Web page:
Throughout her life—beginning with the Germans and continuing through her married life and on through her death—the old woman’s energies were entirely focused on procuring food for the men and animals under her care. In its mindless relentlessness, the woman’s situation represents a cruel parody of motherhood. Mothers (and, by extension, women) are expected to be nurturing and nourishing figures, but this woman’s role has been limited to the simple, biological task of feeding, without any of the positive emotional or spiritual elements generally attached to the maternal role. Near the end of the story, the narrator claims that the woman was the “one destined to feed animal life.” The assertion that Mrs. Grimes was inherently “destined” to lead such an existence is debatable, but it is clear that the harsh events of her life have reduced her to this state. The story goes on to suggest that all women may, at some point, have to take up the role of feeder, as the narrator notes that if he and his brother arrive home late after viewing the dead woman’s body, “either our mother or our older sister would have to warm up our supper.”


Circles, which appear throughout the story, help develop the story’s mystical, spiritual aspects. On her way back to the farm, the old woman happens upon a round clearing in the woods. Despite the approaching darkness, the woman lays down to rest, an action that seems even stranger given the fact that we have never seen her rest before: indeed, her life thus far has been one of painful, slow, perpetual motion. The feeling that the story has reached an uncanny, mysterious crux is heightened when the pack of dogs begins running in circles around the woman’s sleeping form. The dogs revert to primitive, instinctual behavior, performing what the narrator calls “a kind of death ceremony.” The round clearing in the woods and the ceremonial circular movements become part of a strange ritual, the precise meaning of which eludes the narrator, although it seems to imply both a purification and blessing of the dead woman. Years later, when attempting to make sense of the cryptic event, the story he tells is circular as well. Rather than recounting the events in a straightforward, linear fashion, “Death in the Woods” continually doubles back on itself, moving back and forth in time and between perspectives as the narrator finds himself returning, repeatedly, to the mysterious event from his childhood.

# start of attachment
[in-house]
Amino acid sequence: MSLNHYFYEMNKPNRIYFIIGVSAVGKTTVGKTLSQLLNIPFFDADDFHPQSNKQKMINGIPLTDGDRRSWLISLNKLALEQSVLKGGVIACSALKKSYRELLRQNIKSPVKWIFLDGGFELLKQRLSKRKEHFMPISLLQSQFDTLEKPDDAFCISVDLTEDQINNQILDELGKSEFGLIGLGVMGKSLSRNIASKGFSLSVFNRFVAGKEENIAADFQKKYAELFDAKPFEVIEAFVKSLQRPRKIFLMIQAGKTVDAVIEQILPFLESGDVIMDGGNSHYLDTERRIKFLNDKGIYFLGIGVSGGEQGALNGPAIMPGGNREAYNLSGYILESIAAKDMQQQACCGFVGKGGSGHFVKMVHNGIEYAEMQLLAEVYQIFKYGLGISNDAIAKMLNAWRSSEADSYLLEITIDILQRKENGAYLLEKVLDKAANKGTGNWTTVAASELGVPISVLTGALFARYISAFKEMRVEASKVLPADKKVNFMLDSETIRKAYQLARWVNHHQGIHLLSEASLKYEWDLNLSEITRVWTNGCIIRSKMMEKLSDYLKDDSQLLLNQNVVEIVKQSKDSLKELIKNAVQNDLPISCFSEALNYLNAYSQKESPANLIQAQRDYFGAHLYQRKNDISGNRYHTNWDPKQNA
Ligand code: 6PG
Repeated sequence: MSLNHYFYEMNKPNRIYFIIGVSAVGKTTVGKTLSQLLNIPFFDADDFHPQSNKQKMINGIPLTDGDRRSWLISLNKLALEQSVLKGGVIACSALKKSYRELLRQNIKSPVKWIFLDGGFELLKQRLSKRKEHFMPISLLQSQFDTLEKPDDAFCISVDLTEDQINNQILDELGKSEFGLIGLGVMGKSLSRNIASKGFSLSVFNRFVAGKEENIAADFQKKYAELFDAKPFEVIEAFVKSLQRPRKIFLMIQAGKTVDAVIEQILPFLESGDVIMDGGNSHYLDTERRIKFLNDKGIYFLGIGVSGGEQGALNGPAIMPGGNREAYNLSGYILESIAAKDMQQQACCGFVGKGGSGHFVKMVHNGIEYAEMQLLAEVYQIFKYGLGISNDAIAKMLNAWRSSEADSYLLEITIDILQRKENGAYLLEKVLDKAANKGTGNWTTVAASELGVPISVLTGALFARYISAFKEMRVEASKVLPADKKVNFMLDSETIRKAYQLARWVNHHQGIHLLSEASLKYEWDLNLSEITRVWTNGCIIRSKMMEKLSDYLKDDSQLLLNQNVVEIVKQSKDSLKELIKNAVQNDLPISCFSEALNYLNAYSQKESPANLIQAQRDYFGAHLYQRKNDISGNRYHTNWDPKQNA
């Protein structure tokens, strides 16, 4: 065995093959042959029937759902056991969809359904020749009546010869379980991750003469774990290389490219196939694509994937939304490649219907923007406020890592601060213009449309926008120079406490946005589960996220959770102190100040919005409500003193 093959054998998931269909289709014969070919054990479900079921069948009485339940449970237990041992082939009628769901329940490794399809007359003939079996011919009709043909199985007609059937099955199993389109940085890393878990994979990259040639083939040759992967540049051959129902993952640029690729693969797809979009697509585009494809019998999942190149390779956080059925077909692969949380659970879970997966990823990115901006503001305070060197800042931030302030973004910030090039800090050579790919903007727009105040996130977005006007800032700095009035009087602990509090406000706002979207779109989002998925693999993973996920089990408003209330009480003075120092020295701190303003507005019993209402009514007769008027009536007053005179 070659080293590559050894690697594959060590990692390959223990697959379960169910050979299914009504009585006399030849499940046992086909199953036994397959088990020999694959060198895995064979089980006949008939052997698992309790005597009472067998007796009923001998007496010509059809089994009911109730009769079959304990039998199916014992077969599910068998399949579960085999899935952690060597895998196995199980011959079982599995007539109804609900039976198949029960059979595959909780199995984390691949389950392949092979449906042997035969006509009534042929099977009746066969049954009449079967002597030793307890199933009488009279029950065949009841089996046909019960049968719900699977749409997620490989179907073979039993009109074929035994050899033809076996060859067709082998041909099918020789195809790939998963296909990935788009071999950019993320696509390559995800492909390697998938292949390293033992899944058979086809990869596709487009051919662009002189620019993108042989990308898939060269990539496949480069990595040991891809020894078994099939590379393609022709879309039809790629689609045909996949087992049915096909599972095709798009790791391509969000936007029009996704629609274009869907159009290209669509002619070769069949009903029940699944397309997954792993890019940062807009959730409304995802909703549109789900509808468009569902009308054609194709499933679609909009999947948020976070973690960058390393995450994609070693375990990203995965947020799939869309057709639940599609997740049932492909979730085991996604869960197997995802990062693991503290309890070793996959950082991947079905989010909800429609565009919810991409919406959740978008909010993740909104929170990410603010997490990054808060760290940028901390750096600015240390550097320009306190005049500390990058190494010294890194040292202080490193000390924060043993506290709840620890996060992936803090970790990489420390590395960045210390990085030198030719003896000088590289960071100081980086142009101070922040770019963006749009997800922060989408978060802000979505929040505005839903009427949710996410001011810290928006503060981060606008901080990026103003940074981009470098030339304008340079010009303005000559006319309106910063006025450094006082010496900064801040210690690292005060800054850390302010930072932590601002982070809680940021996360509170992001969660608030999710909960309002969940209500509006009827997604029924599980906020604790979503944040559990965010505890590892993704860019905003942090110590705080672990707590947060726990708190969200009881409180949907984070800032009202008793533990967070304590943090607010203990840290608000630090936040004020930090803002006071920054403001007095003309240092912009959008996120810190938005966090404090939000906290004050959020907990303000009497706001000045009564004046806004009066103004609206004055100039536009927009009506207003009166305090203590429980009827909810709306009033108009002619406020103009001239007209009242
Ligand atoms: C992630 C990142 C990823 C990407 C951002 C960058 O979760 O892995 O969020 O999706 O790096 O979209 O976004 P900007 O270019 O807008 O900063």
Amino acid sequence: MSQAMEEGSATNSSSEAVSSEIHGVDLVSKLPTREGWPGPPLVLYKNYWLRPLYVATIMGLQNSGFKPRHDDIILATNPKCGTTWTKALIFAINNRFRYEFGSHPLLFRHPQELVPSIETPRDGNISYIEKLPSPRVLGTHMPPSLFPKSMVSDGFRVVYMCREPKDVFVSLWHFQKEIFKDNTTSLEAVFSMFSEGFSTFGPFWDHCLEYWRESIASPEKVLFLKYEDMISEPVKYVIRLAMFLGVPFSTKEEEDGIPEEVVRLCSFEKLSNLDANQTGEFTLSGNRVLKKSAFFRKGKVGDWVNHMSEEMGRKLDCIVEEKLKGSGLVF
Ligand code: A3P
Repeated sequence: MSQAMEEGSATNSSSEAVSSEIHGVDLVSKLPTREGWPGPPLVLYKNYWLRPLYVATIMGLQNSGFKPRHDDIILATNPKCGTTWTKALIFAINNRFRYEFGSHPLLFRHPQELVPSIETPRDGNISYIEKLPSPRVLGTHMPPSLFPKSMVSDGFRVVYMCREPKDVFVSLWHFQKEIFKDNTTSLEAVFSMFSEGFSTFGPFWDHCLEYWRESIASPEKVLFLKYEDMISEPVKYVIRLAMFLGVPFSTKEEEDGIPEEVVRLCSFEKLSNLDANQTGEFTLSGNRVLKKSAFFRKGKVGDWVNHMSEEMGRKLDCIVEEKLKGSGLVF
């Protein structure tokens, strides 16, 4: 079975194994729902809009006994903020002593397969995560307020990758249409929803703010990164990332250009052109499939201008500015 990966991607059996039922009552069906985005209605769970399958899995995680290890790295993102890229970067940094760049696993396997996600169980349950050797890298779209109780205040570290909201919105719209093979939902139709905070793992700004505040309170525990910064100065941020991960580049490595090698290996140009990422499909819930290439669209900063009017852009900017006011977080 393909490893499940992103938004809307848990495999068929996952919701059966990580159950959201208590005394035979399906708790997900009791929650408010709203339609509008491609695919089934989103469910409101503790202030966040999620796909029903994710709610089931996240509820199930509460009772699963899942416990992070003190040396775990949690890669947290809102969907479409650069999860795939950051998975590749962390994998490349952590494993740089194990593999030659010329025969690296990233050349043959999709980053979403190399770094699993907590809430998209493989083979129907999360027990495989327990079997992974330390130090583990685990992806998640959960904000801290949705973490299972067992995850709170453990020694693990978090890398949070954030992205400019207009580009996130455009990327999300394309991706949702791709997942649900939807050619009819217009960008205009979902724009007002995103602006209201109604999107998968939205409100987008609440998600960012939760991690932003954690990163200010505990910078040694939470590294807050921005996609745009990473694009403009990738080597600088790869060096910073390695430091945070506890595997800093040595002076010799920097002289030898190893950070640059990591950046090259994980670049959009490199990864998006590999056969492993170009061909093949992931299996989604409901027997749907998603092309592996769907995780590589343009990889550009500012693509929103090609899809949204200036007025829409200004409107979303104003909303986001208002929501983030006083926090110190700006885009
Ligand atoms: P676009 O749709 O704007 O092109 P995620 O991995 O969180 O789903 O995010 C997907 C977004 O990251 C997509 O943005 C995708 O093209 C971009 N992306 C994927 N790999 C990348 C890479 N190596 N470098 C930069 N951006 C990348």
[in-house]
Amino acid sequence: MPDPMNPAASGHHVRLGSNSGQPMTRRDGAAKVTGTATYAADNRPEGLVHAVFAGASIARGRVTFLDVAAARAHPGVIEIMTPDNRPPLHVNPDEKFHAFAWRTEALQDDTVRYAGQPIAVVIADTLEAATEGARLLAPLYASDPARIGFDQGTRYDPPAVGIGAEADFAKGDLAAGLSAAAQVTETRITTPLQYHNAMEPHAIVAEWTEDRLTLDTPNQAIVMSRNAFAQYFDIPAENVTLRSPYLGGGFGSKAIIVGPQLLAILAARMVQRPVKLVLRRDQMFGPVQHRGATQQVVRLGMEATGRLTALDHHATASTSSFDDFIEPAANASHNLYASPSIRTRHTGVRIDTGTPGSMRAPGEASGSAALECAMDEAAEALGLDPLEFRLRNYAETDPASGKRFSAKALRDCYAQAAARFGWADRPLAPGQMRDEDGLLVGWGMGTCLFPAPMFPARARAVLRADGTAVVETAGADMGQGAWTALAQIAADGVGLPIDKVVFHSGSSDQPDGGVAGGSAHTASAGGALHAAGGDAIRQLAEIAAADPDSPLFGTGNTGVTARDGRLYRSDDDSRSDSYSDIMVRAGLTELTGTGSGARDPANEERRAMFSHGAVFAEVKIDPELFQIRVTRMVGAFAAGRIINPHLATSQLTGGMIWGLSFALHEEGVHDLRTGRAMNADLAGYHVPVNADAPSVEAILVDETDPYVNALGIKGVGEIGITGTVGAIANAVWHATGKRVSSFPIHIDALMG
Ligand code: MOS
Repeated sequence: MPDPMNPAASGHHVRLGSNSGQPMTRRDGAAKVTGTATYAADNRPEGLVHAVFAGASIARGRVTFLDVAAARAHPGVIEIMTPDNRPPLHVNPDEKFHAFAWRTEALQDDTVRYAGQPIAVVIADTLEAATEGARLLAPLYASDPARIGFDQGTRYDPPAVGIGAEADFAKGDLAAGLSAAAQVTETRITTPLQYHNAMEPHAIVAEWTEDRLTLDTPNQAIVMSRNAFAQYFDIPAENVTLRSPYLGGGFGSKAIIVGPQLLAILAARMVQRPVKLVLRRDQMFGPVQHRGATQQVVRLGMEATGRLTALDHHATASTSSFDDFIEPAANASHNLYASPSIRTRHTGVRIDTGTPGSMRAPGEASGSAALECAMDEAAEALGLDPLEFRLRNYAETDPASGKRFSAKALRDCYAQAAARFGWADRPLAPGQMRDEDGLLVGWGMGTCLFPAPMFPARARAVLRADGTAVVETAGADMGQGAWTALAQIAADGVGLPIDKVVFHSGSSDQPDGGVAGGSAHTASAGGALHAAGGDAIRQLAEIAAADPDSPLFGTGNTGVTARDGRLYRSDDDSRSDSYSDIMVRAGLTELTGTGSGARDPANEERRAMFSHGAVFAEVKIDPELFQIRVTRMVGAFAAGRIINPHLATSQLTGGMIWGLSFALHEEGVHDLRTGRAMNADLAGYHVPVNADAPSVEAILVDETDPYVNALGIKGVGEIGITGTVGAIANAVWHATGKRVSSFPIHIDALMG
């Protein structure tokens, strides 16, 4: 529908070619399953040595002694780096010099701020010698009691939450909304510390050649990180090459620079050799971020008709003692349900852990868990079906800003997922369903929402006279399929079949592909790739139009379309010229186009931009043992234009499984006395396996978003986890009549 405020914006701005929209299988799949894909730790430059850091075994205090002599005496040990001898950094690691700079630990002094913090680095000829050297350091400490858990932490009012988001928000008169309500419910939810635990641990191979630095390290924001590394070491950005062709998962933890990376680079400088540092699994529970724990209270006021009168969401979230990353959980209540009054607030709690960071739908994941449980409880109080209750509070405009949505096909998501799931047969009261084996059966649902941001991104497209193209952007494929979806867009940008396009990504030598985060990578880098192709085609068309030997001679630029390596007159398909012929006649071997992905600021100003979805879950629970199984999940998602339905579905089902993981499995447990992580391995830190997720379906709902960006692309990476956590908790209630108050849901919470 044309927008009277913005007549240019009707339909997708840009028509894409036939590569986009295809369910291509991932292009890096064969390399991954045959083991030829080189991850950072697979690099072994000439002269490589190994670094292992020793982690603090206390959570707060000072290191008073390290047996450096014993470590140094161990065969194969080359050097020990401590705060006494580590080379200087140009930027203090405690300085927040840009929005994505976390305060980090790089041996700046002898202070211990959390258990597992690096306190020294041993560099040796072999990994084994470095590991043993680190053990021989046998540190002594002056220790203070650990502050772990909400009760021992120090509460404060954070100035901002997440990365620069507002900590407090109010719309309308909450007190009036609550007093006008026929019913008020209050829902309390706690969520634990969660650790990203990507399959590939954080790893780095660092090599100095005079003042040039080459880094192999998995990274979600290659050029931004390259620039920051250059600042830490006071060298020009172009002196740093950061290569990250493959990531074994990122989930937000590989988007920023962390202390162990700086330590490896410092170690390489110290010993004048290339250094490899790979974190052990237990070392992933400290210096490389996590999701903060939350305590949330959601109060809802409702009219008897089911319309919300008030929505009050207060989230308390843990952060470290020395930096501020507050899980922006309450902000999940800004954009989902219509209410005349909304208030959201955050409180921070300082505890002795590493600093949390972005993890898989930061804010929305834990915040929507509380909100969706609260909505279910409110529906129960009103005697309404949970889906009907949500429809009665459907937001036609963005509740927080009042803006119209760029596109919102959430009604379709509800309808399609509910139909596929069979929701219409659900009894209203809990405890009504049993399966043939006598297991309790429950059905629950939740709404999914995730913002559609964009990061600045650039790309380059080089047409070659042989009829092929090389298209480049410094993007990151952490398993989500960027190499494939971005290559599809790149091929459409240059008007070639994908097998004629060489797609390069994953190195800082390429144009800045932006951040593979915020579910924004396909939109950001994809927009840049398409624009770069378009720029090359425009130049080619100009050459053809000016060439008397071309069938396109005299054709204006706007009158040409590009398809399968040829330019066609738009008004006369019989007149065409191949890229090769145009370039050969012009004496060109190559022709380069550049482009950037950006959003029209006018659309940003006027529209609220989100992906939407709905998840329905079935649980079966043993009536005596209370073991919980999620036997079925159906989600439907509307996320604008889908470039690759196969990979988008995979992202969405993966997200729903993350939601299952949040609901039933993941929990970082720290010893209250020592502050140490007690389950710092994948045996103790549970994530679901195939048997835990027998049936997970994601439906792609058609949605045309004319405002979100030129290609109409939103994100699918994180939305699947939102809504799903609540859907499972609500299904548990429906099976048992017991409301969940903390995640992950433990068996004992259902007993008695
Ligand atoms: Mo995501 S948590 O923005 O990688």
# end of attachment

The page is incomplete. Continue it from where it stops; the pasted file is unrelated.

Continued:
Each of the most noteworthy people and moments in “Death in the Woods” are characterized by their pervasive silence. When the old woman dies in the clearing, for example, the eerie quiet that hangs over the scene—not to mention the townsmen’s stunned, reverential silence—heightens both the mystery and the significance of the moment. Similarly, it is partially because of Mrs. Grimes’s lifelong muteness that the narrator finds himself attracted to her in the first place. On one level, it emphasizes her dramatically harsh life and pathetic separation from the rest of human society, two elements that make the old woman a compelling and rich character. Yet her silence also creates an aura of mystery around her. The character of Mrs. Grimes doesn’t speak in the story, just as her dead body will not metaphorically “speak” to the narrator when he wishes to discover its secret, essential meaning. It is the silence of both the character and the corpse that the narrator finds so provocative and that prompts him to ritually retell the tale of the “Death in the Woods.”

As the narrator constructs his version of the events, nearly all the characters become silent ones. There is little directly quoted dialogue in this story. When characters appear to speak, their dialogue is generally revealed to be an internal monologue that the narrator has conjectured and placed within quotation marks. Like an oral storyteller who acts out all the voices in a given tale, the narrator speaks for all the people in this story. The only character who has any true quoted dialogue is the rabbit hunter, who erroneously describes the woman’s corpse to the search party. The narrator makes this single exception so that he can then go on to discredit the hunter’s report, just as he will later reject his brother’s version of the night’s events, asserting his own tale as the truest, most accurate portrayal of the story.